Carpal tunnel syndrome is pressure on the median nerve -- the nerve in the wrist that supplies feeling and movement to parts of the hand. It can lead to numbness, tingling, weakness, or muscle damage in the hand and fingers.
Causes, incidence, and risk factors
The median nerve provides feeling and movement to the "thumb side" of the hand (the palm, thumb, index finger, middle finger, and thumb side of the ring finger).
The area in your wrist where the nerve enters the hand is called the carpal tunnel. This tunnel is normally narrow, so any swelling can pinch the nerve and cause pain, numbness, tingling or weakness. This is called carpal tunnel syndrome.
Carpal tunnel syndrome is common in people who perform repetitive motions of the hand and wrist. Typing on a computer keyboard is probably the most common cause of carpal tunnel. Other causes include:
Assembly line work
Use of tools (especially hand tools or tools that vibrate)
Sports such as racquetball or handball
Playing some musical instruments
The condition occurs most often in people 30 to 60 years old, and is more common in women than men.
A number of medical problems are associated with carpal tunnel syndrome, including:
Wrist x-rays should be done to rule out other problems (such as wrist arthritis)
You may try wearing a splint at night for several weeks. If this does not help, you may need to try wearing the splint during the day. Avoid sleeping on your wrists. Hot and cold compresses may also be recommended.
There are many changes you can make in the workplace to reduce the stress on your wrist:
Special devices include keyboards, different types of mouses, cushioned mouse pads, and keyboard drawers.
Someone should review the position you are in when performing your work activities. For example, make sure the keyboard is low enough so that your wrists aren't bent upward while typing. Your doctor may suggest an occupational therapist.
You may also need to make changes in your work duties or recreational activities. Some of the jobs associated with carpal tunnel syndrome include those that involve typing and vibrating tools. Carpal tunnel syndrome has also been linked to professional musicians.
Medications used in the treatment of carpal tunnel syndrome include nonsteroidal anti-inflammatory drugs (NSAIDs) such as ibuprofenor naproxen. Corticosteroid injections, given into the carpal tunnel area, may relieve symptoms for a period of time.
Carpal tunnel release is a surgical procedure that cuts into the ligament that is pressing on the nerve. Surgery is successful most of the time, but it depends on how long the nerve compression has been occurring and its severity.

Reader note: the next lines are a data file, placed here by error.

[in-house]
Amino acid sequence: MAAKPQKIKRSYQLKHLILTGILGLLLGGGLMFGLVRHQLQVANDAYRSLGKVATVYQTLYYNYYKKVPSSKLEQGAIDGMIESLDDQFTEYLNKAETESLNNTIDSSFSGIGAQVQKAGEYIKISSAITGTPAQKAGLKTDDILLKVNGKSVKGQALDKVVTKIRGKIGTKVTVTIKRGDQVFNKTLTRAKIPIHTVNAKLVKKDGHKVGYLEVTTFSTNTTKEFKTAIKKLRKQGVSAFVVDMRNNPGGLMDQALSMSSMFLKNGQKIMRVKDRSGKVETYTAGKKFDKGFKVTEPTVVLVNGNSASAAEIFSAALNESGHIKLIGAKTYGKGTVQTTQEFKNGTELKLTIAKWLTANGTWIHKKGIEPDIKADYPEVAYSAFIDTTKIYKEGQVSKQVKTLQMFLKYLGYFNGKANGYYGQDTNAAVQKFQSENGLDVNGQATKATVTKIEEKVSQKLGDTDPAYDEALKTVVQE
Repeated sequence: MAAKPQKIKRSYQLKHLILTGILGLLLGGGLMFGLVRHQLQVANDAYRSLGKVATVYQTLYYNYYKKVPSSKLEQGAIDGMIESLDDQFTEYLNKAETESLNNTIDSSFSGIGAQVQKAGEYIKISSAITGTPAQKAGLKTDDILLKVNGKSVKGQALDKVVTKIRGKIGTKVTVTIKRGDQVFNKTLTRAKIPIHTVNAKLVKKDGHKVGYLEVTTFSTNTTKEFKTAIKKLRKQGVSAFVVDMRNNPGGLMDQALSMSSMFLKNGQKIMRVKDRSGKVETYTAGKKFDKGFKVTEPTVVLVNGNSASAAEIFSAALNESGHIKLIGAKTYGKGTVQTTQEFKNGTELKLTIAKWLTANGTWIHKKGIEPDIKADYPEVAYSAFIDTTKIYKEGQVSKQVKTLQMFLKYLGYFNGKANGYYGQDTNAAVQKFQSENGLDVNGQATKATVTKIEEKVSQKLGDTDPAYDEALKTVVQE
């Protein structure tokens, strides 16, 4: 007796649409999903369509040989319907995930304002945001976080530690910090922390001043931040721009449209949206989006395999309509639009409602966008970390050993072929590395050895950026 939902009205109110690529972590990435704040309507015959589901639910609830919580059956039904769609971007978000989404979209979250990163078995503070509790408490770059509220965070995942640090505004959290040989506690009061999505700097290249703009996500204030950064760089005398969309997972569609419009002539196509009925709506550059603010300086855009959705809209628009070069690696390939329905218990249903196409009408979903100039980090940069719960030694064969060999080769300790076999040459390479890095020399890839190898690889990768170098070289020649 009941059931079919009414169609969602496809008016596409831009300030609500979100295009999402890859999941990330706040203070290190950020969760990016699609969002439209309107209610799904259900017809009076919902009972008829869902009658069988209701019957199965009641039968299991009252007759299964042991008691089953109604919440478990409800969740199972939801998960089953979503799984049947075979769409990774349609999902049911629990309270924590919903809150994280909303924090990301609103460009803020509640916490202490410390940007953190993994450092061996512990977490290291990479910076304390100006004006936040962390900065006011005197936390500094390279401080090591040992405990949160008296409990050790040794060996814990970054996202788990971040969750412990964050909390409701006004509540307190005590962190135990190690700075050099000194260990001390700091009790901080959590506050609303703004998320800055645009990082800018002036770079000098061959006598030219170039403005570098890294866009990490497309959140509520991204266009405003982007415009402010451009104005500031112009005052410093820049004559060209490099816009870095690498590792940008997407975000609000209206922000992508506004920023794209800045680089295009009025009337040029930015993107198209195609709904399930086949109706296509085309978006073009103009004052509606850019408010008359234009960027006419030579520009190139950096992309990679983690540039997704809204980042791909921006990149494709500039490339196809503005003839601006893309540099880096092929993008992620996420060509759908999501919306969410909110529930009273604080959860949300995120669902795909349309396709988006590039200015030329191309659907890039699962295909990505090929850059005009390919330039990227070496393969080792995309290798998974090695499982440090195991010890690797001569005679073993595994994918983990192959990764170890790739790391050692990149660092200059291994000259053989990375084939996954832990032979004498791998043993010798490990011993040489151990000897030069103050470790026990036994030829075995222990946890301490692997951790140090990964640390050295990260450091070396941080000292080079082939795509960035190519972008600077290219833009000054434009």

Symptoms often improve with treatment, but more than 50% of cases eventually require surgery. Surgery is often successful, but full healing can take months.
If the condition is treated properly, there are usually no complications. If untreated, the nerve can be damaged, causing permanent weakness, numbness, and tingling.
Calling your health care provider
Call for an appointment with your health care provider if:
You have symptoms of carpal tunnel syndrome
Your symptoms do not respond to regular treatment, such as rest and anti-inflammatory medications, or if there seems to be a loss of muscle mass in your fingers
Avoid or reduce the number of repetitive wrist movements whenever possible. Use tools and equipment that are properly designed to reduce the risk of wrist injury.
Ergonomic aids, such as split keyboards, keyboard trays, typing pads, and wrist braces, may be used to improve wrist posture during typing. Take frequent breaks when typing and always stop if there is tingling or pain.
Jarvik JG, Comstock BA, Kliot M, Turner JA, Chan L, Heagerty PJ, et al. Surgery versus non-surgical therapy for carpal tunnel syndrome: a randomized parallel-group trial. Lancet. 2009;374(9695):1074-1081. [PubMed]
Keith MW. American Academy of Orthopaedic Surgeons clinical practice guidelines on the diagnosis of carpal tunnel syndrome. J Bone Joint Surg Am. 2009;91(10):2478-2479. [PubMed]
Keith MW. American Academy of Orthopaedic Surgeons clinical practice guidelines on the treatment of carpal tunnel syndrome. J Bone Joint Surg Am. 2009;91(1):218-219.
Reviewed by: A.D.A.M. Editorial Team: David Zieve, MD, MHA, and David R. Eltz. Previously reviewed by C. Benjamin Ma, MD, Assistant Professor, Chief, Sports Medicine and Shoulder Service, UCSF Dept of Orthopaedic Surgery (10/10/2009).